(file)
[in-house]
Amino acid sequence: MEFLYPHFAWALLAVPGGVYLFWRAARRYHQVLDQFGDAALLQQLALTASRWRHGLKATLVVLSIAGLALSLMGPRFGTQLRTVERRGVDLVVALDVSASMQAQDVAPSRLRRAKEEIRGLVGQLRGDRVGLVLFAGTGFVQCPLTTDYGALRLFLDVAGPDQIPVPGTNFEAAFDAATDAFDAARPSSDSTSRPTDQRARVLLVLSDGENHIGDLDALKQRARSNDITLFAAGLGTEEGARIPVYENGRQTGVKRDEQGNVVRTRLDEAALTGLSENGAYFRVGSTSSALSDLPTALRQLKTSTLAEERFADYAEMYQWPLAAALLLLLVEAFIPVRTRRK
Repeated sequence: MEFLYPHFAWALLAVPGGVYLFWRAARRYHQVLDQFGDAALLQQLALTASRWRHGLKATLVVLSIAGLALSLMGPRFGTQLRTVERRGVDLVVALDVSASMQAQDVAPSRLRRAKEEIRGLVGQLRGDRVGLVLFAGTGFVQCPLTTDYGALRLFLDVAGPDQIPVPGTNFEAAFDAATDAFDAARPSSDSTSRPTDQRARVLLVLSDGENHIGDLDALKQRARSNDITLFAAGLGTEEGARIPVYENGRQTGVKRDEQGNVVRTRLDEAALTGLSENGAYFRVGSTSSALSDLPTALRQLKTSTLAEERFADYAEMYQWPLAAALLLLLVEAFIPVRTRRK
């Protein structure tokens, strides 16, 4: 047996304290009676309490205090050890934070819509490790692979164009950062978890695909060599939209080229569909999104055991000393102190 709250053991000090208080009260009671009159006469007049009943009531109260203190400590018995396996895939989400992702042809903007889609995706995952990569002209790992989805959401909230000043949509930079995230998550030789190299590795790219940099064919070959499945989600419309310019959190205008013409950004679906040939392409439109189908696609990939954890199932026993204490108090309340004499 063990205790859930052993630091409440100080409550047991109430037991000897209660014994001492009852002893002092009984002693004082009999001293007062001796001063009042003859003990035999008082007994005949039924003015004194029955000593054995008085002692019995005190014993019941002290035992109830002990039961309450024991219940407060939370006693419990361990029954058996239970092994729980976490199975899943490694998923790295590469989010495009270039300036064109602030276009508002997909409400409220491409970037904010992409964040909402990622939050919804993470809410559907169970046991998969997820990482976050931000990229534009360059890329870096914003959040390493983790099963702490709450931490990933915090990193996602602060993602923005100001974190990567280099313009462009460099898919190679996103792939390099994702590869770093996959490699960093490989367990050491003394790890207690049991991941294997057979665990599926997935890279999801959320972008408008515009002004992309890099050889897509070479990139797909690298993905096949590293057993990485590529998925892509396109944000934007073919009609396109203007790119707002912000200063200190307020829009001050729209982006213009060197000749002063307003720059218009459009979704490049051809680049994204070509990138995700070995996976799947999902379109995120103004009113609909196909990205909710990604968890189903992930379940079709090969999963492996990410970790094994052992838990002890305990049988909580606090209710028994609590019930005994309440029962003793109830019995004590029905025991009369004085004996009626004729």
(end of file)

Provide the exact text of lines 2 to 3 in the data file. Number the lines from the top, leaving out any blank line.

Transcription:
Amino acid sequence: MEFLYPHFAWALLAVPGGVYLFWRAARRYHQVLDQFGDAALLQQLALTASRWRHGLKATLVVLSIAGLALSLMGPRFGTQLRTVERRGVDLVVALDVSASMQAQDVAPSRLRRAKEEIRGLVGQLRGDRVGLVLFAGTGFVQCPLTTDYGALRLFLDVAGPDQIPVPGTNFEAAFDAATDAFDAARPSSDSTSRPTDQRARVLLVLSDGENHIGDLDALKQRARSNDITLFAAGLGTEEGARIPVYENGRQTGVKRDEQGNVVRTRLDEAALTGLSENGAYFRVGSTSSALSDLPTALRQLKTSTLAEERFADYAEMYQWPLAAALLLLLVEAFIPVRTRRK
Repeated sequence: MEFLYPHFAWALLAVPGGVYLFWRAARRYHQVLDQFGDAALLQQLALTASRWRHGLKATLVVLSIAGLALSLMGPRFGTQLRTVERRGVDLVVALDVSASMQAQDVAPSRLRRAKEEIRGLVGQLRGDRVGLVLFAGTGFVQCPLTTDYGALRLFLDVAGPDQIPVPGTNFEAAFDAATDAFDAARPSSDSTSRPTDQRARVLLVLSDGENHIGDLDALKQRARSNDITLFAAGLGTEEGARIPVYENGRQTGVKRDEQGNVVRTRLDEAALTGLSENGAYFRVGSTSSALSDLPTALRQLKTSTLAEERFADYAEMYQWPLAAALLLLLVEAFIPVRTRRK